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Title: Construction of China and India's national interests : the Tibet question
Author: Lee, S.
ISNI:       0000 0004 5992 8452
Awarding Body: University of Westminster
Current Institution: University of Westminster
Date of Award: 2016
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The purpose of this research is to examine China and India's national interests with regard to Tibet, and the ways in which these interests have been shaped and pursued. While drawing on the sizeable body of academic literature which already addresses this topic, this thesis contends that the conclusions which have been reached to date have tended to be arbitrary, insofar as studies have suffered from a lack of theoretical and conceptual clarity on 'national interest'. The intention here is therefore to discuss the two countries' stances using a more rigorous analytical framework based on explicit theoretical and conceptual foundations. From a rationalist and critical constructivist perspective in tandem, it attempts to identify and compare the rationales behind China and India's pursuit of national interest vis-à-vis Tibet, and to examine the domestic processes of interest formation concerning the Tibet issue in elite discourse. To develop a rationalist account, content analysis is used to argue that both countries are primarily concerned about the security implications of the Tibetan question. For China, Tibet is a domestic issue, and symbolises internal integrity and the modernisation of the nation, especially with regard to minority areas. For India, Tibet remains a useful means of containing China, especially during negotiations over border disputes. To complement these findings, critical discourse analysis is used to develop a constructivist account examining the role of nationalism in the processes whereby elites have shaped, justified and pursued their national interests. This account suggests that the Communist Party of China has constructed a myth of Chinese nationhood partly in order to realise its interests vis-à-vis Tibet. The CPC has drawn on Han nationalism to fortify the concept of the Chinese nation, and on propaganda about development to neutralise Tibetan nationalism. In the case of India, the elite, while acknowledging their inability to contain China with the Tibet card, have attempted to boost nationalism by emphasising their generous, democratic and peaceful approach towards Tibet, and thereby comparing themselves favourably with China. The thesis makes an original contribution to knowledge in two main ways: it departs from the existing literature by taking a constructivist approach to China and India's national interest with regard to Tibet; and it is the first empirical study in this research area to explore the role of nationalism as a strategic means of shaping and pursuing national interest.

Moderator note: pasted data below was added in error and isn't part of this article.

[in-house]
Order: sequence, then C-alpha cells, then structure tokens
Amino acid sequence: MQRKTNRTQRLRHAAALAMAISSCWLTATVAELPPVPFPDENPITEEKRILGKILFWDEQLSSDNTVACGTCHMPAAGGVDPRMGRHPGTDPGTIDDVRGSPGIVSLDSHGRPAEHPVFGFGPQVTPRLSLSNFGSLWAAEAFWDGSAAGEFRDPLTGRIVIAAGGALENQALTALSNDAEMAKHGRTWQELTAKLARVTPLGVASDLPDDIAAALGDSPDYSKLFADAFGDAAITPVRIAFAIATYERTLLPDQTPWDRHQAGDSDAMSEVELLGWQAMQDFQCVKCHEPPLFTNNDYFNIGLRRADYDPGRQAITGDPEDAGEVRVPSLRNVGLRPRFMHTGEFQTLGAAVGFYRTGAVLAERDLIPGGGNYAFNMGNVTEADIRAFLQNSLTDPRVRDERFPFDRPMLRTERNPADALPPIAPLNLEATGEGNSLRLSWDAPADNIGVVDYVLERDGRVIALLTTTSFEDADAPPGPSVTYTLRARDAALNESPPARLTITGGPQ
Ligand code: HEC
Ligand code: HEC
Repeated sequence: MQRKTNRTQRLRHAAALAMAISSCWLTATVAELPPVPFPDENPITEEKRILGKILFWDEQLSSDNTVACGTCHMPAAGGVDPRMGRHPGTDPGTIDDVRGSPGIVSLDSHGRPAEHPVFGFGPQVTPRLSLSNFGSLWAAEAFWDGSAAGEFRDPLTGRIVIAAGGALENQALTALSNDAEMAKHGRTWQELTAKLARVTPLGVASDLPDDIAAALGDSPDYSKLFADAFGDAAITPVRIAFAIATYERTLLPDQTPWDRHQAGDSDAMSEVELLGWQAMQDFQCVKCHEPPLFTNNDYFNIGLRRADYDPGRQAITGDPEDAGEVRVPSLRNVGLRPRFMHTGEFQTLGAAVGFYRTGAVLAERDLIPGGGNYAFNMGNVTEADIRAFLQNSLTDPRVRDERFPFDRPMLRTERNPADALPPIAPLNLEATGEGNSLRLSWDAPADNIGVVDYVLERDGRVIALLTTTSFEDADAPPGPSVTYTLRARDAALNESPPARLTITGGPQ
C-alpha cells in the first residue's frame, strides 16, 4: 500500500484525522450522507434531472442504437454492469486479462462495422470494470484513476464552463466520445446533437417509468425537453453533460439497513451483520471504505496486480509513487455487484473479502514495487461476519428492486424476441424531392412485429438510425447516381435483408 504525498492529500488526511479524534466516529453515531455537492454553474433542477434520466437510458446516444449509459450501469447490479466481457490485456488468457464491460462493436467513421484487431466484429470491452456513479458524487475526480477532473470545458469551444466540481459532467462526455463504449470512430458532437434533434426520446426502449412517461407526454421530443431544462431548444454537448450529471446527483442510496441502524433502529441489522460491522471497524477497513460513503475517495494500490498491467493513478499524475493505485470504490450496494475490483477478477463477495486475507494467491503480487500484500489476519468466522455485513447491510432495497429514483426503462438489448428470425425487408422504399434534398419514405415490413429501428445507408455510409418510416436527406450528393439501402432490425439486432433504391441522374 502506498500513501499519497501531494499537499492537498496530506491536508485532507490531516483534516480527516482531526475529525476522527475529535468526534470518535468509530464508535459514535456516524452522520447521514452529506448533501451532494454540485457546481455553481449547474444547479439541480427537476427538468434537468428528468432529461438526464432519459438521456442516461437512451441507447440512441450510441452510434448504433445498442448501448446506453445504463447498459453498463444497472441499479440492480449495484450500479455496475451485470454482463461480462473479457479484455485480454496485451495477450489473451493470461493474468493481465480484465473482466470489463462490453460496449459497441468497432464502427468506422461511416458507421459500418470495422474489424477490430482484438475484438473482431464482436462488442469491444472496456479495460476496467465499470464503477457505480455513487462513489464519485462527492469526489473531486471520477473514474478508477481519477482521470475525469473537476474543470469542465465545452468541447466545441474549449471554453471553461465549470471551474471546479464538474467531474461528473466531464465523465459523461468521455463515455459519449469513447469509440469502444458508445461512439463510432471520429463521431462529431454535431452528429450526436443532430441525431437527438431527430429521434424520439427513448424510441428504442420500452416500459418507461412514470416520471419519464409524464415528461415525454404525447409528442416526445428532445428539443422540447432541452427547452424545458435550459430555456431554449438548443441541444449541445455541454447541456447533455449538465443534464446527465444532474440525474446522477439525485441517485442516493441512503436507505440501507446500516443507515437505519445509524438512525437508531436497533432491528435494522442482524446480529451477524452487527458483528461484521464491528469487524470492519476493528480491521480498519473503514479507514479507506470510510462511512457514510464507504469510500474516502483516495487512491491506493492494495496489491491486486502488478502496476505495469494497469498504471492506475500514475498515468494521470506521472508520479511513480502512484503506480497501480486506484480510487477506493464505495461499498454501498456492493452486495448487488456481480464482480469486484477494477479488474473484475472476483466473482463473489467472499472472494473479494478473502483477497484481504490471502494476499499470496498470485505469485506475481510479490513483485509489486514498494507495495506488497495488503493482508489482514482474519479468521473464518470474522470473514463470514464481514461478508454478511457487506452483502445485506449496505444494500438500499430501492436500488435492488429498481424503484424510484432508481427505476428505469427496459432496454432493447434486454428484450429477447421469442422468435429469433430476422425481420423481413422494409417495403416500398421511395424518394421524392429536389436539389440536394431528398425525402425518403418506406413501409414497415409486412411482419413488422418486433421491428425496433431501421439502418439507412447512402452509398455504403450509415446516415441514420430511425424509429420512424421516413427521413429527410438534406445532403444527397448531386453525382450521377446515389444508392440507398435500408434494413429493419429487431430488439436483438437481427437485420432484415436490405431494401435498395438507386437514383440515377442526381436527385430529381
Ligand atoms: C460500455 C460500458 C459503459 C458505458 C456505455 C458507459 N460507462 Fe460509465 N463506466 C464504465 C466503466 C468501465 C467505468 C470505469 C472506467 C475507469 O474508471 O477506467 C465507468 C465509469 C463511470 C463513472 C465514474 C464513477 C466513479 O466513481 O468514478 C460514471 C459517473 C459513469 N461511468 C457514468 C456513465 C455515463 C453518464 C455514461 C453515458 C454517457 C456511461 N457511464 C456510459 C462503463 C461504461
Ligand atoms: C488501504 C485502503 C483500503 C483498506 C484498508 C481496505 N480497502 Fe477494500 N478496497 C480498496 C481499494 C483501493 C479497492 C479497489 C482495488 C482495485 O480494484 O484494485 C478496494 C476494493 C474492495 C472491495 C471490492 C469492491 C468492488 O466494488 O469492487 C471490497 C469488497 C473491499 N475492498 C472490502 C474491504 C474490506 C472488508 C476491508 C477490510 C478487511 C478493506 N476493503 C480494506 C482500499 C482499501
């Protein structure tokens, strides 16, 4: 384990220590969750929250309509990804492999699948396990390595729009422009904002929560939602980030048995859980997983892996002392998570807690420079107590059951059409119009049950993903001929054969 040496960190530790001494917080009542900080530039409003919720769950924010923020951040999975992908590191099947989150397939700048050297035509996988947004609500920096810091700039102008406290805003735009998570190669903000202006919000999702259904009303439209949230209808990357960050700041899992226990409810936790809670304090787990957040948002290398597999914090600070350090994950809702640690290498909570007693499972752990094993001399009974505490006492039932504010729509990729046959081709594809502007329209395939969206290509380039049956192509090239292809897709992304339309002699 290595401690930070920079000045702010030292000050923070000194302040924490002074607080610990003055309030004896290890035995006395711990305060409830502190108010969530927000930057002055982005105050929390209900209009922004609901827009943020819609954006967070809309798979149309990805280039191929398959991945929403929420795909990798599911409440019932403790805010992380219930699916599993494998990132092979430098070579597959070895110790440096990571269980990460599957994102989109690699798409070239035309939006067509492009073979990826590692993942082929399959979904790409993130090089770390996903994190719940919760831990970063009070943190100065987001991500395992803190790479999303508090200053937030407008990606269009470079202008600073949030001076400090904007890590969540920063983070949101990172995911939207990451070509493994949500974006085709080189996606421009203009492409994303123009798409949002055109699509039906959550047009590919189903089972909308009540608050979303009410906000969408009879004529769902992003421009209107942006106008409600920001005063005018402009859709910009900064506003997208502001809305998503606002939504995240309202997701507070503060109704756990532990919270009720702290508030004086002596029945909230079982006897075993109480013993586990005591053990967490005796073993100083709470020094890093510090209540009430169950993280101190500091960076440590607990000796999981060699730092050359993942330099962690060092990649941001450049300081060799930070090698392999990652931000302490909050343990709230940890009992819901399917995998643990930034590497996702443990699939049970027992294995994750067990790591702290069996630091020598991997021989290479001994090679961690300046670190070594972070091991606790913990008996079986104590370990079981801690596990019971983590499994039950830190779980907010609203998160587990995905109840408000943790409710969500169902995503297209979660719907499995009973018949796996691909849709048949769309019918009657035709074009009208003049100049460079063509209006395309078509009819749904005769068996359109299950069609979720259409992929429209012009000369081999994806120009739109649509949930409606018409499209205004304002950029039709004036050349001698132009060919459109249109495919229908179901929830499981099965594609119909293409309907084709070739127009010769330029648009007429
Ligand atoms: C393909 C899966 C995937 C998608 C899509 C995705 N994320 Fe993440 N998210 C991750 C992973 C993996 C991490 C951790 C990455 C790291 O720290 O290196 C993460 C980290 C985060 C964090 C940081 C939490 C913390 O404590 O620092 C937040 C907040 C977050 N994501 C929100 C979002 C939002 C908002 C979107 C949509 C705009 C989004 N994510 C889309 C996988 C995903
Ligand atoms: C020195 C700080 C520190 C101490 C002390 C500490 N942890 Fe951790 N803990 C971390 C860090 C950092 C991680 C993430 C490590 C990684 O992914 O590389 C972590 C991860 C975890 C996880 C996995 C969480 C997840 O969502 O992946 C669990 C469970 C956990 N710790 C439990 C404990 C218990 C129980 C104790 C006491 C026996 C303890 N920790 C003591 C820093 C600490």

Supervisor: Not available Sponsor: Not available
Qualification Name: Thesis (Ph.D.) Qualification Level: Doctoral
EThOS ID:  DOI: Not available